Investigation Reveals Carconigenic Chemicals in Aussie Tap Water

Nearly two million Australians may have been exposed to cancer-causing substances in their drinking water, according to a major research report.

‘Forever chemicals’ can remain in the human body for a long time, which is a significant cause for concern.

The World Health Organization has just concluded that perfluorooctanoic acid (PFOA) causes cancer in humans. The United States Environmental Protection Agency has also determined that perfluorooctane sulfonate (PFOS) and perfluoroalkyl acrylate (PFOA) are both harmful at water levels.

Nevertheless, the maximum permissible amount of PFOA in Australia’s drinking water is 140 times greater than in the US, despite the fact that specialists think this compound is carcinogenic.

Chemicals have been found in drinking water across the nation since 2010, affecting almost 1.8 million people.

Although the last public surveys were carried out over a decade ago, several water companies have recently undertaken their own testing. Interestingly, these analyses did find traces of the compounds in several places, sometimes in much greater concentrations.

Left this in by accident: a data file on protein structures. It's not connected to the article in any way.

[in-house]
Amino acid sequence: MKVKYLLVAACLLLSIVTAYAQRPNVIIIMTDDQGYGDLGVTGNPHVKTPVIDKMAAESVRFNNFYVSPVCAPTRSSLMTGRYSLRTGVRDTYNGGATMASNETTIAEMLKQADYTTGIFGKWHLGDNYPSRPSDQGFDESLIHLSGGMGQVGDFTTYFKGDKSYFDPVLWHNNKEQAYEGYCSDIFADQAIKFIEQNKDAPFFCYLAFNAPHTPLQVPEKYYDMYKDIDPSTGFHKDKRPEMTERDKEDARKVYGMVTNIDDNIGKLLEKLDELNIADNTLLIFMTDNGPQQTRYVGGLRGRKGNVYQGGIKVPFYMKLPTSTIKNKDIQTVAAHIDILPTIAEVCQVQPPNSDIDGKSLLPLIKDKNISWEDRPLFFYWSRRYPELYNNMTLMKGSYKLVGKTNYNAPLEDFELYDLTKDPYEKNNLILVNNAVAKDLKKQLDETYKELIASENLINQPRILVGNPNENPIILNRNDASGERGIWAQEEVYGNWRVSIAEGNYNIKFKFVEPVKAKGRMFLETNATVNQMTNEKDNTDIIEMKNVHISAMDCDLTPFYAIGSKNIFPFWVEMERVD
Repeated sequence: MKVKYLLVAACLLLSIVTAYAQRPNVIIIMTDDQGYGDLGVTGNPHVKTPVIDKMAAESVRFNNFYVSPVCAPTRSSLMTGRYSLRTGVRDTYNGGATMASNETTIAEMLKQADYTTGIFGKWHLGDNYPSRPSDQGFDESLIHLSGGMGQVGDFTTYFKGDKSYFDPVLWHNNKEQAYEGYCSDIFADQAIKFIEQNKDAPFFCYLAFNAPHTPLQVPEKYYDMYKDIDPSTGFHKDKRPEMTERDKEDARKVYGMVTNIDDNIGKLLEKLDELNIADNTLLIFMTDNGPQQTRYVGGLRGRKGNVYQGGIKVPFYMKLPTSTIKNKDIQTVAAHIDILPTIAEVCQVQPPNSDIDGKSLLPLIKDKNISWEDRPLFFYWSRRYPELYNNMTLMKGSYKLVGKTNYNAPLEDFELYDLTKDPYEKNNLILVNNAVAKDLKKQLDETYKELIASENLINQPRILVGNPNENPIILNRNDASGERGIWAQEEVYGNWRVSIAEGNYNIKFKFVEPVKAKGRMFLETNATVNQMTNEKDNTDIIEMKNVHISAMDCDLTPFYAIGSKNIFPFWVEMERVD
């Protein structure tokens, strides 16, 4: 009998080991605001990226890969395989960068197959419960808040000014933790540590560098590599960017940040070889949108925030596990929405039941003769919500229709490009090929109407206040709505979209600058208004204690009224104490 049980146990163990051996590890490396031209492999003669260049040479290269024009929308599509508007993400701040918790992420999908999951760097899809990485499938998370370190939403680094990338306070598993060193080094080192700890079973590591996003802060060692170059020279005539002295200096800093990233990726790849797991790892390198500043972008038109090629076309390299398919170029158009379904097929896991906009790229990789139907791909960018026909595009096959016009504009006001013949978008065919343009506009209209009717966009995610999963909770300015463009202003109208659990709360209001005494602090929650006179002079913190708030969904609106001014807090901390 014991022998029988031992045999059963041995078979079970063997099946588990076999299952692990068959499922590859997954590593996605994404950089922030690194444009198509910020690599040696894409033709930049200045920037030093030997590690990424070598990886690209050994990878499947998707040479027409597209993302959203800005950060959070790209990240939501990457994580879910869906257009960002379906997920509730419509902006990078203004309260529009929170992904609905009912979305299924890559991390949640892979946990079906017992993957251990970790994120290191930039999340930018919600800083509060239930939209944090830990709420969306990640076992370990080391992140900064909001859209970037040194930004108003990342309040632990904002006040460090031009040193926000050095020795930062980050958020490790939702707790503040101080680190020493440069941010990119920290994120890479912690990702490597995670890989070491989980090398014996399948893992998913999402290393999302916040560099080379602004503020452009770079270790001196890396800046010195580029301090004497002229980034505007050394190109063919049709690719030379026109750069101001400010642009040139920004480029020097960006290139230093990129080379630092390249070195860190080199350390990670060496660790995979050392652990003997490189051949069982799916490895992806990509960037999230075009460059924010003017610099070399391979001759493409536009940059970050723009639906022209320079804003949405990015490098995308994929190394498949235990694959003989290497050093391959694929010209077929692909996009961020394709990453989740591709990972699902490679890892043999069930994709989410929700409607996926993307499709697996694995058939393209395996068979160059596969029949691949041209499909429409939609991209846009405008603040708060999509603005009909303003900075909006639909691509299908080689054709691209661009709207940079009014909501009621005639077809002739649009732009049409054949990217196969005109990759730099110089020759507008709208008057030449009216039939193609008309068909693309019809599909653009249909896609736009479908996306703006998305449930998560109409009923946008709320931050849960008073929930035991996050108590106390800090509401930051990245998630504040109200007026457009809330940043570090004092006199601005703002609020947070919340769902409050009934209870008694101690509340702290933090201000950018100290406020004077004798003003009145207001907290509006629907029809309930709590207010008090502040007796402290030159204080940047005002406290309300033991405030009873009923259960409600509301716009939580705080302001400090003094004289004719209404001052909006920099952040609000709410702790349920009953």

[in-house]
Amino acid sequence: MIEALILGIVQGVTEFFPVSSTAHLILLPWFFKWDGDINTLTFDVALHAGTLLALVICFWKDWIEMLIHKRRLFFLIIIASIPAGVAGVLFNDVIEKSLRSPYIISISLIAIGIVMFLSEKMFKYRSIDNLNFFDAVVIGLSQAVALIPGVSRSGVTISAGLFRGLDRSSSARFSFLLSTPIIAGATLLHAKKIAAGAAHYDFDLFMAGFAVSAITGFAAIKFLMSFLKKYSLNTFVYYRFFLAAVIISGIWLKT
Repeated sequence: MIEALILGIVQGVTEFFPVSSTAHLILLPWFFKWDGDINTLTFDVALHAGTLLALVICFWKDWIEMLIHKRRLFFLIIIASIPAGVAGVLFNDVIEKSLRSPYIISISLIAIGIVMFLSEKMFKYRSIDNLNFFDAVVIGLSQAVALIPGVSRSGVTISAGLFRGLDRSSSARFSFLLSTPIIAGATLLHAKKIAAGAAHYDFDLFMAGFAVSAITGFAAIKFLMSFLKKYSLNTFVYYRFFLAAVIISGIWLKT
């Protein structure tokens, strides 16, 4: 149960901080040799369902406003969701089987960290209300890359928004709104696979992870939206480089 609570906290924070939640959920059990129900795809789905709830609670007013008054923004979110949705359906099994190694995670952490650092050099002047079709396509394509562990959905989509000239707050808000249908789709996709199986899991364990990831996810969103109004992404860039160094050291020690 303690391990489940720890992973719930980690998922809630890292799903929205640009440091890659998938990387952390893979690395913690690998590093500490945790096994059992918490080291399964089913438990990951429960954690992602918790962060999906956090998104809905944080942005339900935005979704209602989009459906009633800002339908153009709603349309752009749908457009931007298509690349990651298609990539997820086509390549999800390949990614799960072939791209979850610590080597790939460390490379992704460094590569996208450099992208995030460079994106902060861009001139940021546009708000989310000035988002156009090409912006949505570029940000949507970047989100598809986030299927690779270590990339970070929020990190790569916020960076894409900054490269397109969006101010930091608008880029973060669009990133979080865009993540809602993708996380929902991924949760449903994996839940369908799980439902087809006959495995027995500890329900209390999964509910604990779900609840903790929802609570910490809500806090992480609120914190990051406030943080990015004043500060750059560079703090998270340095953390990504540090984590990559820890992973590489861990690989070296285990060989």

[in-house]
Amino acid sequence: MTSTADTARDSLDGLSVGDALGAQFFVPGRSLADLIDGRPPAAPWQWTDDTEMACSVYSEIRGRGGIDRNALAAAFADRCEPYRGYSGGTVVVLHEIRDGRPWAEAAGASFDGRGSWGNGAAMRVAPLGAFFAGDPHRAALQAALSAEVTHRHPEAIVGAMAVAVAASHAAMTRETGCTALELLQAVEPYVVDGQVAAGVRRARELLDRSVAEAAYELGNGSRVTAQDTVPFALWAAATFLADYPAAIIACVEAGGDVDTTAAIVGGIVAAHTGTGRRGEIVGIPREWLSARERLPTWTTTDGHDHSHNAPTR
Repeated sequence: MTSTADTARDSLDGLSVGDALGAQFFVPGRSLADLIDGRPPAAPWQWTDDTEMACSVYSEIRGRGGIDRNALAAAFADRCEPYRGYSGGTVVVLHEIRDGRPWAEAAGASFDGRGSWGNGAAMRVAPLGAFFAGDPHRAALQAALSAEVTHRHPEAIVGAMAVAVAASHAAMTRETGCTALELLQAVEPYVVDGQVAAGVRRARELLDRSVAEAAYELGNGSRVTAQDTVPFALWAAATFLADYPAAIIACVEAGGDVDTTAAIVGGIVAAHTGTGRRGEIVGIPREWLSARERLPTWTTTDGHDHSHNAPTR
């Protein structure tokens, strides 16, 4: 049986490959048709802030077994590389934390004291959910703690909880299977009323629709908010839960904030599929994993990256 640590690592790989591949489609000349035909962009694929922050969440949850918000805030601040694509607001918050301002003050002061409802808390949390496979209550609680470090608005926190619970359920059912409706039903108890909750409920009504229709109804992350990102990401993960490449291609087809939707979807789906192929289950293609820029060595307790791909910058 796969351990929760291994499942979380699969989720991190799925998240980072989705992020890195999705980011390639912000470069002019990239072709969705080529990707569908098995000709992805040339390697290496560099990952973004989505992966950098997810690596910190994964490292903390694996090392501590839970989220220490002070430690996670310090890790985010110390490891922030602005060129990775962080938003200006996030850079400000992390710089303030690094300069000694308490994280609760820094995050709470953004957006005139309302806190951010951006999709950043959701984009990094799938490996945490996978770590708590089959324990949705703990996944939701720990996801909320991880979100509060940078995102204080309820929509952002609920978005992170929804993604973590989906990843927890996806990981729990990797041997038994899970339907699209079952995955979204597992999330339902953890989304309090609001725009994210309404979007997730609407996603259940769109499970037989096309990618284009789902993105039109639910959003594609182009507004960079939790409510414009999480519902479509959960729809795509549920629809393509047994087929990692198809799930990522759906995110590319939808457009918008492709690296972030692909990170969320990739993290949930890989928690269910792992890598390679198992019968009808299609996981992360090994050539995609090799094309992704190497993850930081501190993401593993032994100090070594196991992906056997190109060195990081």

In 2020, an alarming finding was made at Norfolk Island, a famous tourist spot 1,600 kilometers northeast of Sydney. The chemical concentrations discovered were 635 times greater than the safe limit in Australia and thousands of times higher than the legally mandated limit in the United States.

The now-decommissioned water bore supplied the water for the public restrooms, fire station, and hospital.

The municipalities of Ayr, Bundaberg, and Macknade in Queensland had their water supply decommissioned after additional readings highlighted concerns about them.

There is a four-part-per-trillion limit for PFOA and PFOS in American drinking water. In contrast, Australia’s standards allow far greater concentrations, including 560 ppt of PFOA and 70 ppt of PFOS.

The use of “forever” chemicals has skyrocketed since their invention in the 1940s. They are used in firefighting foam, nonstick cookware, stain-resistant carpets, and waterproof outerwear.

In 2023, the multinational manufacturing corporation 3M settled with public water bodies in the United States for $10.3 billion. After handling more than 4,000 cases, 3M and other chemical corporations reached this settlement.